Identifying what is or is not a true redundancy situation can be no easy matter. That was certainly so in one case where what was described as a redundancy exercise resulted in an increase, rather than a reduction, in staff numbers (Jones v BT Facility Services Ltd).

The case concerned a man who was part of a company's seven-strong customer improvement team – the CI team – the members of which were notified that they were at risk of redundancy. The CI team's role was to be inherited by a team of eight who would also perform the task of improving customer experiences – the CI/CE team.

The man unsuccessfully applied to either lead or join the CI/CE team. He appealed and submitted a grievance, again without success, and failed to obtain an alternative role within the company. After a period on sick leave, he was dismissed on grounds of redundancy. He complained to an Employment Tribunal (ET), but his unfair dismissal claim was rejected.

Ruling on his challenge to that outcome, the Employment Appeal Tribunal (EAT) found that the ET was entitled to reject the man's primary case that the redundancy exercise was a sham designed to get rid of him and others. There was also no procedural unfairness in that he had been granted two internal appeals against his dismissal and the company had made genuine efforts to redeploy him.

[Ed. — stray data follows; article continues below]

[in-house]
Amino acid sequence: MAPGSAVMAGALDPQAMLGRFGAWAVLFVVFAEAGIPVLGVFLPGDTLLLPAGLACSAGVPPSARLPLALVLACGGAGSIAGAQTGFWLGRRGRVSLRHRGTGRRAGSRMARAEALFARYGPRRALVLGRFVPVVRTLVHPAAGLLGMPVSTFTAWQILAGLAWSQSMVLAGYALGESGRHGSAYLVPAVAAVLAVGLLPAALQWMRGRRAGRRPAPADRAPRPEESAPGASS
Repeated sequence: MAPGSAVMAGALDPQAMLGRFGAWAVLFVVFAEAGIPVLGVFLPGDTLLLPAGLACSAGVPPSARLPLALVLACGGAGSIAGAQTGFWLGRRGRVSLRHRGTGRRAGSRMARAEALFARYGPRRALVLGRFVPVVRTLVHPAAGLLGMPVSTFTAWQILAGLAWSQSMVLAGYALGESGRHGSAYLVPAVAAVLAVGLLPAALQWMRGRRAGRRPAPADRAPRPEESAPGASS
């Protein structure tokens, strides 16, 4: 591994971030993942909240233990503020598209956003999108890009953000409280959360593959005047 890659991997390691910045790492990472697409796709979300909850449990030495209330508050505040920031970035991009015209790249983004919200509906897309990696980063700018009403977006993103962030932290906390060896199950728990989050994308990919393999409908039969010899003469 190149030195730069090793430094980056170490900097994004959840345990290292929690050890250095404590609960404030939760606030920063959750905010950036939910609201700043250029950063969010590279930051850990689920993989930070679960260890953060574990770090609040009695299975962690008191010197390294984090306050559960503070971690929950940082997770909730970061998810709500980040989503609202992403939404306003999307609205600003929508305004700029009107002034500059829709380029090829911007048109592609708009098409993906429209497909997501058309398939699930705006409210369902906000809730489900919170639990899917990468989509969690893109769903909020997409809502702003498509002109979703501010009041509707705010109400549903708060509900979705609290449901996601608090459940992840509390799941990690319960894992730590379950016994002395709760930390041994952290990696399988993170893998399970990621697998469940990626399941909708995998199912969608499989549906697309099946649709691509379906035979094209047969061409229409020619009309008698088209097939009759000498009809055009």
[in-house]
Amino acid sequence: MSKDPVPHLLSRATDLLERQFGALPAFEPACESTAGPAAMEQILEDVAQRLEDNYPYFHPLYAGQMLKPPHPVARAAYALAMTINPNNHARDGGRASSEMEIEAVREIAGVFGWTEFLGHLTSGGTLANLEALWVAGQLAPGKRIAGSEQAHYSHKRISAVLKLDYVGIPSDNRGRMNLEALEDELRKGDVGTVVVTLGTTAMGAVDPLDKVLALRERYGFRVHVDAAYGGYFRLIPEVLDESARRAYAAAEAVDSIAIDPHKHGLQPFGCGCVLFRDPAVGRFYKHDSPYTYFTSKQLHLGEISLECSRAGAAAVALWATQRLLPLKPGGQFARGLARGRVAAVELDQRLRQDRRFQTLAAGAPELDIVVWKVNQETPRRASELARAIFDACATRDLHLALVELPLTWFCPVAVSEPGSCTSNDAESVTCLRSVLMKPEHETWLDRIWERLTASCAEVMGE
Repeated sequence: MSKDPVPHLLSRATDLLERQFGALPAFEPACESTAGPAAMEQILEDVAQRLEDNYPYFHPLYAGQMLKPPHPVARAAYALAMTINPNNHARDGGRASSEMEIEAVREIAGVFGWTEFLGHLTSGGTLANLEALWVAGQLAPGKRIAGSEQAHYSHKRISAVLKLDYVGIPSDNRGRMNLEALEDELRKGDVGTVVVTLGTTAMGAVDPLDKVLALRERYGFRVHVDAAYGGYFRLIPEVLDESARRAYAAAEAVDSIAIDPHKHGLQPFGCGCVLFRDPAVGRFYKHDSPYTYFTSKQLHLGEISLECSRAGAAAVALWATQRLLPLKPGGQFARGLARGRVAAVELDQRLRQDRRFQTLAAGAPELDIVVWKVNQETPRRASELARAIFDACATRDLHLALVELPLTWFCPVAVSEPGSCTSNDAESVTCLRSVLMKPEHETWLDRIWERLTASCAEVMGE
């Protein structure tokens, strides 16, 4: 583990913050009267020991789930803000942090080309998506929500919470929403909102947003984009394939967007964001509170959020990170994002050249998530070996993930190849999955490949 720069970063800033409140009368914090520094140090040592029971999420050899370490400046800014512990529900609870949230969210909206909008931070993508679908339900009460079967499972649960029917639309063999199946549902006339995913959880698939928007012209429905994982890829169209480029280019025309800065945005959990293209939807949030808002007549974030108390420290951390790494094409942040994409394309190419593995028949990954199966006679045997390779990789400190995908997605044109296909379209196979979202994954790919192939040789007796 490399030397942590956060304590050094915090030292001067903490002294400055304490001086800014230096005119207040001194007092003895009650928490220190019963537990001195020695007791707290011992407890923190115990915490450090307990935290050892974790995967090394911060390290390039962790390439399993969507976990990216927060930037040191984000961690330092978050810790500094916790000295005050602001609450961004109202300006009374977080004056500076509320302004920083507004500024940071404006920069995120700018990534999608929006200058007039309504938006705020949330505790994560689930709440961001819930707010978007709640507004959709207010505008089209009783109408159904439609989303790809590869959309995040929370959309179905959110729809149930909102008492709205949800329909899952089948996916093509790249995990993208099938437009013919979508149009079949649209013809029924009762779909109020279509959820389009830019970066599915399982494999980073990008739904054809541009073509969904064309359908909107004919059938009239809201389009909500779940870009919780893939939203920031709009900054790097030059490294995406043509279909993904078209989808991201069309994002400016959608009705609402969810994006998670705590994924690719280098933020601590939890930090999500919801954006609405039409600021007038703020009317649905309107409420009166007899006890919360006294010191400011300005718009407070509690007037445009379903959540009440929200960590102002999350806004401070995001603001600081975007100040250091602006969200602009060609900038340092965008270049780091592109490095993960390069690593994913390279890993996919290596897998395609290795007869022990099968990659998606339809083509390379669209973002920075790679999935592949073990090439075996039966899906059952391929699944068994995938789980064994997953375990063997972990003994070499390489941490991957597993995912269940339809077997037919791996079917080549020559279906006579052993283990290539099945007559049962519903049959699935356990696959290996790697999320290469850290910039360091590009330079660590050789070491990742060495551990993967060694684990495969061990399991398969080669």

However, the man also asserted that there was no true redundancy situation in that the roles performed by the CI team and the CI/CE team were essentially the same. He said that the company's need for the type of services he performed had neither ceased nor diminished and that, in those circumstances, he could not have been made redundant.

The EAT noted that, even after finding that the redundancy exercise was undertaken in good faith and that the company genuinely believed that there was a redundancy situation, the ET was obliged to go on to consider whether a redundancy situation in fact arose. The ET had given no adequate consideration to that issue, having dealt with it in a single sentence. The man's case was sent back to a differently constituted ET for a re-hearing limited to the question of whether the reason for his dismissal amounted to a true redundancy situation.

The manner in which the redundancy process is conducted is important. Contact Sam Glynn s.glynn@sydneymitchell.co.uk 0808 166 8860 for help and advice on employment law matters.

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